Here are some common varieties – many others available:

  • 'Eureka' is a heavy producing, medium‑sized, flat‑shaped, orange-red variety of high quality. The fruit does contain seed and is astringent.
  • 'Hachiya' is a productive, large, cone‑shaped, seedless, astringent variety with bright orange skin. The tree is vigorous, upright, with good ornamental quality.
  • ‘Tanenashi is another highly ornamental variety. It is a cone‑shaped, orange fruited, astringent variety. The fruit store very well on the tree and are seedless.
  • 'Tamopan' is a productive, large, orange, flat‑shaped, astringent variety with a ring constriction near the middle of the fruit. The tree is vigorous and upright.
  • 'Fuyu' ('Fuyugaki') is a medium‑sized, non‑astringent, seedless variety.   The orange fruit is flattened and of high quality.

Persimmons should be planted in full sun, and in a well-drained soil. Planting bare root trees is at the same time as other fruit trees, in January and February as they become available in nurseries or through mail order. Plant trees about 15 feet apart.

Although persimmons are drought tolerant, they will do much better, and hold their fruit better, if given regular watering during dry portions of the year, especially the first few years after planting. They do not need much fertilizer, mainly moderate amounts of nitrogen and potassium. Too much nitrogen may cause fruit to drop prematurely.

Unlike peaches and plums which need regular pruning, persimmons only need pruning to help develop an attractive branching frame that would look good in the landscape and to develop a strong branches that will be able to bear a heavy crop of fruit. Newly planted persimmons should be trained to develop a central leader. Remove branches that develop narrow crotch angles with the trunk. Also remove vigorous, upright shoots and crossing or rubbing branches.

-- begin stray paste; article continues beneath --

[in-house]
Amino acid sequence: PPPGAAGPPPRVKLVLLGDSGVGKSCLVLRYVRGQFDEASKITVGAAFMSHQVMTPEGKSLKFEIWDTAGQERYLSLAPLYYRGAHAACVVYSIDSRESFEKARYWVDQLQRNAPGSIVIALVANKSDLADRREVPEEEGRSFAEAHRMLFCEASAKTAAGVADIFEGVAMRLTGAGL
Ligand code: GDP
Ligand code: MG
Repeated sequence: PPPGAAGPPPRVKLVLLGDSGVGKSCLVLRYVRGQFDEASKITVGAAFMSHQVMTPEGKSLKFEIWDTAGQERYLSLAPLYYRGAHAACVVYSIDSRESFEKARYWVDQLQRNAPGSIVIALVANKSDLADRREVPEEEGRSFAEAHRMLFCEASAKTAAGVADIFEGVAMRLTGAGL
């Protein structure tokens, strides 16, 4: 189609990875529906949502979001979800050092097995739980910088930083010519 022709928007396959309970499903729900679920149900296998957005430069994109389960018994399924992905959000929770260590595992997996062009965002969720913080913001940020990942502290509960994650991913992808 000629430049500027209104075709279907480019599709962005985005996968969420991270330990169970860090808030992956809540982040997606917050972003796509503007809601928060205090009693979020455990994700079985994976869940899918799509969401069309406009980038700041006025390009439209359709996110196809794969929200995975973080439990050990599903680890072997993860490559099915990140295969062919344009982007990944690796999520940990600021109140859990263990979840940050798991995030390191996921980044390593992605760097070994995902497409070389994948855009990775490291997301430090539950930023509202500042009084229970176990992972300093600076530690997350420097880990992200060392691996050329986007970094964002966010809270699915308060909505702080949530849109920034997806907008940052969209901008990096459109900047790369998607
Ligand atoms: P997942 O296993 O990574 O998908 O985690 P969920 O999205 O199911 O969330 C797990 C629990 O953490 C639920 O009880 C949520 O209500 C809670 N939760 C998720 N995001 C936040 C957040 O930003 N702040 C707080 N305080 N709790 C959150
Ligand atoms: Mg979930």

Fruit should be thinned in late spring if there is a heavy fruit set. Leave 1 to 4 fruit per shoot, spaced about 6 inches apart. Persimmons tend to bear heavy every other year, with very few fruit in alternate years.

Persimmons are harvested in the fall, but timing varies with variety, from October to late November, about the time of first frost. They may be stored on the tree, or harvested and kept at room temperature where they will continue to ripen and soften. Remove fruit from tree by cutting, leaving a bit of fruit stem attached.

Mature, hard astringent persimmons can be stored in the refrigerator for 4 or 5 weeks. They may be frozen and kept for 6 to 8 months. They soften and are ready to eat when thawed. Non-astringent persimmons loose quality rapidly in the refrigerator. They may be stored for up to a week at room temperature. They can be eaten firm, like apples, or allowed to soften and eaten directly with a spoon or on cereal or pancakes.

Persimmons can be eaten fresh by themselves or in salads, and are delicious in various baked goods like breads, puddings and pies.